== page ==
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Publication numberUS7825046 B2
Publication typeGrant
Application numberUS 12/040,199
Publication dateNov 2, 2010
Filing dateFeb 29, 2008
Priority dateFeb 29, 2008
Fee statusPaid
Also published asCN101544073A, DE102009003524A1, US20090220763
Publication number040199, 12040199, US 7825046 B2, US 7825046B2, US-B2-7825046, US7825046 B2, US7825046B2
InventorsMartin G. Hatfield, Gopakumar Thottupurathu, Nusrat Farzana
Original AssigneeGeneral Electric Company
Export CitationBiBTeX, EndNote, RefMan
External Links: USPTO, USPTO Assignment, Espacenet
Oleophobic laminated article
US 7825046 B2
Abstract
An article includes a microporous membrane. A porous fabric is laminated to the microporous membrane to form a laminate with a membrane side and a fabric side. A treatment material is applied to the laminate to form a treated laminate. The treated laminate having an oil resistance of at least a number 7 determined by AATCC 118 testing on both the membrane side and the fabric side. The treated laminate also has an air permeability through the treated laminate of at least 0.01 CFM per square foot determined by ASTM D737 testing.
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Claims(18)
1. An article comprising:
a microporous membrane;
a porous fabric laminated to the microporous membrane to form a laminate with a membrane side and a fabric side; and
a treatment material applied to the laminate to form a treated laminate, the treated laminate having an oil resistance of at least a number 8 determined by AATCC 118 testing on both the membrane side and the fabric side and having an air permeability through the treated laminate of at least 0.01 CFM per square foot determined by ASTM D737 testing.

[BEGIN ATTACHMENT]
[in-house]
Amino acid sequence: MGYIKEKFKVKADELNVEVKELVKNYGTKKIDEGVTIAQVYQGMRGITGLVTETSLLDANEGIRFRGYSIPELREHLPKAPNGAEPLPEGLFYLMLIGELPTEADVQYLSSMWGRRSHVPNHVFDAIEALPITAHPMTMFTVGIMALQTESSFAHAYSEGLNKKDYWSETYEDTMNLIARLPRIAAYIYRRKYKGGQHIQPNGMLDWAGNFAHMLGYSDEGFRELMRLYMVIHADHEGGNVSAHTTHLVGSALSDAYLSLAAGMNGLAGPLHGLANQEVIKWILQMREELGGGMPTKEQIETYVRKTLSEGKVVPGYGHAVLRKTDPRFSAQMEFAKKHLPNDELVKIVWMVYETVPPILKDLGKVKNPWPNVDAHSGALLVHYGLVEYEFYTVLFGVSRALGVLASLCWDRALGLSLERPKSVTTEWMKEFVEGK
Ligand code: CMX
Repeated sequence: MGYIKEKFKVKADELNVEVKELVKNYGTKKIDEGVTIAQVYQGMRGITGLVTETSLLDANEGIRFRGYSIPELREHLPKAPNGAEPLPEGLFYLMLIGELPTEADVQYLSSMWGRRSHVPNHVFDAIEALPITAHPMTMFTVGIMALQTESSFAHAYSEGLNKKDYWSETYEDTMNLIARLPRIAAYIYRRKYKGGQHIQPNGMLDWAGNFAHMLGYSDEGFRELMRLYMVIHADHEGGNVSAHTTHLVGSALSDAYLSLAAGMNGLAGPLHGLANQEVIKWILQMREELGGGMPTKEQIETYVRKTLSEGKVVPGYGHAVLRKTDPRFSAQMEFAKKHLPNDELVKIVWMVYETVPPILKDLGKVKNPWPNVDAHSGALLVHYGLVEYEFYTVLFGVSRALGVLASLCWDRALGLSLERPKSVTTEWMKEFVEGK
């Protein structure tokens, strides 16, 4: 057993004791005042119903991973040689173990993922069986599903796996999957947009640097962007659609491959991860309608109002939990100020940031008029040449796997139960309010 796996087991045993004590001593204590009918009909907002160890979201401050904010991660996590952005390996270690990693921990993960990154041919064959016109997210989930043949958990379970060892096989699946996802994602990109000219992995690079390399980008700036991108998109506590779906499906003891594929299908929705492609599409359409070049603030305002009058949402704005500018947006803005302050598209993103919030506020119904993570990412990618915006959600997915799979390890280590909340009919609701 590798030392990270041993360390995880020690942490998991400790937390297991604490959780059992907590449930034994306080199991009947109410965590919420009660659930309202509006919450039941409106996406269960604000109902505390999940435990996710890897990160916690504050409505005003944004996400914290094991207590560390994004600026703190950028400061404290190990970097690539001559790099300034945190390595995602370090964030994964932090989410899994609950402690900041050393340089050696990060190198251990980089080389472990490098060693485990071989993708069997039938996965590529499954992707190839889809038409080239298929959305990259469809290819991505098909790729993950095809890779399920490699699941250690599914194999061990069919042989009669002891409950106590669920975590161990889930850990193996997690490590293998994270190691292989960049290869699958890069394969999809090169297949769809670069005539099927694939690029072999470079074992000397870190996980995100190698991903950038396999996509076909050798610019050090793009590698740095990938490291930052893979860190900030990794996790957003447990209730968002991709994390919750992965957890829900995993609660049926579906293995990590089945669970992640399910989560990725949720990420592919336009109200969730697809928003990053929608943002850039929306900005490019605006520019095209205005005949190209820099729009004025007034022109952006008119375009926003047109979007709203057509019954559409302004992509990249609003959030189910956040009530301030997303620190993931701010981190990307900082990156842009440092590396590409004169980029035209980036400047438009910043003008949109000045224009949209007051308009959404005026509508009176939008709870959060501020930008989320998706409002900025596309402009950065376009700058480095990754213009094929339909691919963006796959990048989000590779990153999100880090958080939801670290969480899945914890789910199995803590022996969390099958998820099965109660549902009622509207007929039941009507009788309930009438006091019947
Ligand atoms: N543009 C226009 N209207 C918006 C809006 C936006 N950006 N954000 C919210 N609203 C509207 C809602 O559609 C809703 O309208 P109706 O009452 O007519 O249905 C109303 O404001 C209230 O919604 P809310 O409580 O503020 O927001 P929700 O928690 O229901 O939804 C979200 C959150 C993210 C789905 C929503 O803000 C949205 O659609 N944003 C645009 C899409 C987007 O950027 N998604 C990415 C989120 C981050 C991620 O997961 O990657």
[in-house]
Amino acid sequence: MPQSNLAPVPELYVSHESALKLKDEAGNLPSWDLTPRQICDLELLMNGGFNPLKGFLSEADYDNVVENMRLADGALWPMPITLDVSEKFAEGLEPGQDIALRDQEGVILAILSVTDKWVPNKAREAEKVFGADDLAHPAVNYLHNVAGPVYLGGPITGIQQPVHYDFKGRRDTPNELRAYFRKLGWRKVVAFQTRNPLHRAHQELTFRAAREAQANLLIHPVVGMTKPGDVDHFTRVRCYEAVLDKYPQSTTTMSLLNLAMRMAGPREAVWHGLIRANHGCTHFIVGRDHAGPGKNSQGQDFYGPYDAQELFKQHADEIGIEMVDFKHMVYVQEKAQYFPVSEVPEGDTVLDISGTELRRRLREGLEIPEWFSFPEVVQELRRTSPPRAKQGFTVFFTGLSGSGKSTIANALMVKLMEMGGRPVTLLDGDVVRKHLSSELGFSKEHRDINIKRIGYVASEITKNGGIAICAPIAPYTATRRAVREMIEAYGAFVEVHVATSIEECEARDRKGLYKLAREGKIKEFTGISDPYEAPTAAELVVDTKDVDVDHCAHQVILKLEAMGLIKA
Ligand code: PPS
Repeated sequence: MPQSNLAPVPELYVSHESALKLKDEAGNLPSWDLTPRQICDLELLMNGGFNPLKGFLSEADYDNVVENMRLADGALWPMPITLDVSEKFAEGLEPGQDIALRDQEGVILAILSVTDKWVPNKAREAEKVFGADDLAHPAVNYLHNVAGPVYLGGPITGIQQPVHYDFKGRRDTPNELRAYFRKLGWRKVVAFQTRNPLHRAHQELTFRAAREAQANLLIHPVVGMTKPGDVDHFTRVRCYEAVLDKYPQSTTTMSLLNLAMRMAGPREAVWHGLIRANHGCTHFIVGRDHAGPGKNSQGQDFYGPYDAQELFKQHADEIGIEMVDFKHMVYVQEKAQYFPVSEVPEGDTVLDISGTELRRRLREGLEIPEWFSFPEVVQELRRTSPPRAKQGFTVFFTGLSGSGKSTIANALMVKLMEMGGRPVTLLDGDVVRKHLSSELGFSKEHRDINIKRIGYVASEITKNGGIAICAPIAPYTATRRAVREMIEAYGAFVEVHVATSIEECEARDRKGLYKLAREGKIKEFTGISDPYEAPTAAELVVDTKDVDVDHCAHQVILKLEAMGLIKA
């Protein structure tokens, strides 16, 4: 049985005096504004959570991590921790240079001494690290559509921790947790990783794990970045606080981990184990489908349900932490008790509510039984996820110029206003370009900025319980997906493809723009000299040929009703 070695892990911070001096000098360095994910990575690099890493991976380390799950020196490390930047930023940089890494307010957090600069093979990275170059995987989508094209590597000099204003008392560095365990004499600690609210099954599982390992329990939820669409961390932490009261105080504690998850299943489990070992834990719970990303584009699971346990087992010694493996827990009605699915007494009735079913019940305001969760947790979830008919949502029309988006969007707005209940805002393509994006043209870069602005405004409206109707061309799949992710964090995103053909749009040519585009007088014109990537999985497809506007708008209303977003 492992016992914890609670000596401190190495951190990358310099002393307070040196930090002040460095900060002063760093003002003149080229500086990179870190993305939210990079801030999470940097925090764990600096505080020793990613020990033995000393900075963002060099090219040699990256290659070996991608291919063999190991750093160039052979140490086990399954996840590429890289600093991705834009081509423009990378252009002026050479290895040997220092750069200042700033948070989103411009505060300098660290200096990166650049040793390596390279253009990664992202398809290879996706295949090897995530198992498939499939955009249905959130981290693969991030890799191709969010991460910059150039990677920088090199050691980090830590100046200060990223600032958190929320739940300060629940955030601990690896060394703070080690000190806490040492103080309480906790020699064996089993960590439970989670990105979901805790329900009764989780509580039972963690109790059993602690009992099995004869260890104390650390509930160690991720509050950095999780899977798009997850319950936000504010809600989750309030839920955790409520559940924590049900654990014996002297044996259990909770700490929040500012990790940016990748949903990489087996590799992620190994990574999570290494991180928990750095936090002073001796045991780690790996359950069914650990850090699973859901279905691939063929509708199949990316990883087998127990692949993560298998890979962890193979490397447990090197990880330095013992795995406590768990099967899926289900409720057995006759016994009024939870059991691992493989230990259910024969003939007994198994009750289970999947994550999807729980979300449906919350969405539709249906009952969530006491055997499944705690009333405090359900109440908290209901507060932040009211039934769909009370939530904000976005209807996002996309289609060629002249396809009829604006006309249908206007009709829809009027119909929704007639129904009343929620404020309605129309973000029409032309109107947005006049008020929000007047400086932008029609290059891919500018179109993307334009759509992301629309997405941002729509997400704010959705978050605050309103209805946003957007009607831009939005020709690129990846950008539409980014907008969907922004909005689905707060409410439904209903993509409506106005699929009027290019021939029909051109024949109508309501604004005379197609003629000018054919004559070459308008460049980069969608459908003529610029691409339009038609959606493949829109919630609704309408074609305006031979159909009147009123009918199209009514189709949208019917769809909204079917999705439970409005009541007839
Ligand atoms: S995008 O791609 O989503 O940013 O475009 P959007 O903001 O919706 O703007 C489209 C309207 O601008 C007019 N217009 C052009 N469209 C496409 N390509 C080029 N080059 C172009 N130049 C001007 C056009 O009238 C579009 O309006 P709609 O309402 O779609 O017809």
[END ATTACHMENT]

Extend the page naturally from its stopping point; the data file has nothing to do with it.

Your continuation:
2. The article of claim 1 wherein the microporous membrane is selected from the group consisting essentially of expanded polytetrafluoroethylene (ePTFE), polyurethane, polypropylene, polyethylene, polyether sulfone, polyvinylidene fluoride and polycarbonate.
3. The article of claim 1 wherein the microporous membrane is thermally laminated to the porous fabric.
4. The article of claim 1 wherein the treatment material comprises a fluoropolymer.
5. The article of claim 4 wherein the treatment material comprises a perfluoroakyl acrylic copolymer.
6. The article of claim 5 wherein the perfluoroakyl acrylic copolymer is cross-linked.
7. The article of claim 1 wherein the treated laminate has a moisture vapor transmission rate (MVTR) of at least 1500 gr/m2/day determined by JISL-1099B2 testing.
8. The article of claim 1 wherein the treated laminate has a Mullen Water Entry pressure determined by challenging the membrane side of at least 10 PSI.
9. The article of claim 1 wherein the treated laminate has an air permeability of at least 0.15 CFM per square foot.
10. The article of claim 1 wherein the treated laminate has an oil resistance of at least a number 8 determined by AATCC 118 testing on both the membrane side and the fabric side and having an air permeability through the treated laminate of at least 0.15 CFM per square foot determined by ASTM D737 testing.
11. A vent comprising: